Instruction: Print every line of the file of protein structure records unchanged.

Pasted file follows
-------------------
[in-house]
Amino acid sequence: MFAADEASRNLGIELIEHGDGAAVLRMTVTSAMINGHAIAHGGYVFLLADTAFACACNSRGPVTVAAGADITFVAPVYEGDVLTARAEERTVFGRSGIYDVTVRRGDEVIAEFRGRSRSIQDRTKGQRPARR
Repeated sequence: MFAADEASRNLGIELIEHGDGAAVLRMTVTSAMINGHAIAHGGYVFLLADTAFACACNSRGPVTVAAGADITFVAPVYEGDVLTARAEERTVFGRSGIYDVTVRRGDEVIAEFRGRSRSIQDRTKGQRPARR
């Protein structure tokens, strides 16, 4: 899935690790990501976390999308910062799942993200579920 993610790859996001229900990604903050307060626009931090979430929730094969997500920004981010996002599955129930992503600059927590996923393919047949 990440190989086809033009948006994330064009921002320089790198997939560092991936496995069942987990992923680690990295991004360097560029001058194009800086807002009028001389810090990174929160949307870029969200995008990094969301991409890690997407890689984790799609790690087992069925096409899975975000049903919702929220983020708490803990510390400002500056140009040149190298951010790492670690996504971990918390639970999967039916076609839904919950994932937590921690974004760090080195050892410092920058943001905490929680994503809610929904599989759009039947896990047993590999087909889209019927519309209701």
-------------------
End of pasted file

[in-house]
Amino acid sequence: MFAADEASRNLGIELIEHGDGAAVLRMTVTSAMINGHAIAHGGYVFLLADTAFACACNSRGPVTVAAGADITFVAPVYEGDVLTARAEERTVFGRSGIYDVTVRRGDEVIAEFRGRSRSIQDRTKGQRPARR
Repeated sequence: MFAADEASRNLGIELIEHGDGAAVLRMTVTSAMINGHAIAHGGYVFLLADTAFACACNSRGPVTVAAGADITFVAPVYEGDVLTARAEERTVFGRSGIYDVTVRRGDEVIAEFRGRSRSIQDRTKGQRPARR
């Protein structure tokens, strides 16, 4: 899935690790990501976390999308910062799942993200579920 993610790859996001229900990604903050307060626009931090979430929730094969997500920004981010996002599955129930992503600059927590996923393919047949 990440190989086809033009948006994330064009921002320089790198997939560092991936496995069942987990992923680690990295991004360097560029001058194009800086807002009028001389810090990174929160949307870029969200995008990094969301991409890690997407890689984790799609790690087992069925096409899975975000049903919702929220983020708490803990510390400002500056140009040149190298951010790492670690996504971990918390639970999967039916076609839904919950994932937590921690974004760090080195050892410092920058943001905490929680994503809610929904599989759009039947896990047993590999087909889209019927519309209701």